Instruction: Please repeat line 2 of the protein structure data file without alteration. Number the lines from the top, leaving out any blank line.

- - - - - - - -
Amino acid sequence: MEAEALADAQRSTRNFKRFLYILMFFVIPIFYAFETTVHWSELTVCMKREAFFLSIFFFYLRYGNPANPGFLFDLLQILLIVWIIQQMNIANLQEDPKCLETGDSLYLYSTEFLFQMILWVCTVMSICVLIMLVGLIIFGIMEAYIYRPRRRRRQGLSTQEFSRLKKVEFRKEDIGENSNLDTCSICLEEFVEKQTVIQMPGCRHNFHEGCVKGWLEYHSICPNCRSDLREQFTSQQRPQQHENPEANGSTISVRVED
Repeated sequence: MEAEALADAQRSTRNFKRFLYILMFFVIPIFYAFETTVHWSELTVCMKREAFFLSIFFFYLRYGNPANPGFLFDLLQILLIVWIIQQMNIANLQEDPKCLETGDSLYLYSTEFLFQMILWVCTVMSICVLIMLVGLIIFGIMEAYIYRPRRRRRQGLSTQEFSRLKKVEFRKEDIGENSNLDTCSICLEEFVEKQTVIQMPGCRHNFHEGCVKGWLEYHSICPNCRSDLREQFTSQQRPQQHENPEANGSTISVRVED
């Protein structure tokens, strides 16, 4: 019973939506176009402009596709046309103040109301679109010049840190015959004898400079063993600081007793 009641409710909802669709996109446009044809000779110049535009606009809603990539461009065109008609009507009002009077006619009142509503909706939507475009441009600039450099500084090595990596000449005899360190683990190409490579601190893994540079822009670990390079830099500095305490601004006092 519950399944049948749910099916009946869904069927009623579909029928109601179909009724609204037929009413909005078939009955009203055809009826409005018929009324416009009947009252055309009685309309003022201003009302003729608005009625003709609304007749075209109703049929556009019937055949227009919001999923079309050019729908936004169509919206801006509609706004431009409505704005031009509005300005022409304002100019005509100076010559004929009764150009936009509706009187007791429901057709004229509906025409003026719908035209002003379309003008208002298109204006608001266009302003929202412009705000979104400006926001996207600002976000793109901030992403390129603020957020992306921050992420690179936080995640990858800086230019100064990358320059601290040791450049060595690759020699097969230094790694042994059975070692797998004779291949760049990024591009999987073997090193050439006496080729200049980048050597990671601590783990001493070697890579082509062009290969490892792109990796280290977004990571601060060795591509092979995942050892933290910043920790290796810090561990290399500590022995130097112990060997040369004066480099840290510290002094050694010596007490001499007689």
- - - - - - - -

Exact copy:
Repeated sequence: MEAEALADAQRSTRNFKRFLYILMFFVIPIFYAFETTVHWSELTVCMKREAFFLSIFFFYLRYGNPANPGFLFDLLQILLIVWIIQQMNIANLQEDPKCLETGDSLYLYSTEFLFQMILWVCTVMSICVLIMLVGLIIFGIMEAYIYRPRRRRRQGLSTQEFSRLKKVEFRKEDIGENSNLDTCSICLEEFVEKQTVIQMPGCRHNFHEGCVKGWLEYHSICPNCRSDLREQFTSQQRPQQHENPEANGSTISVRVED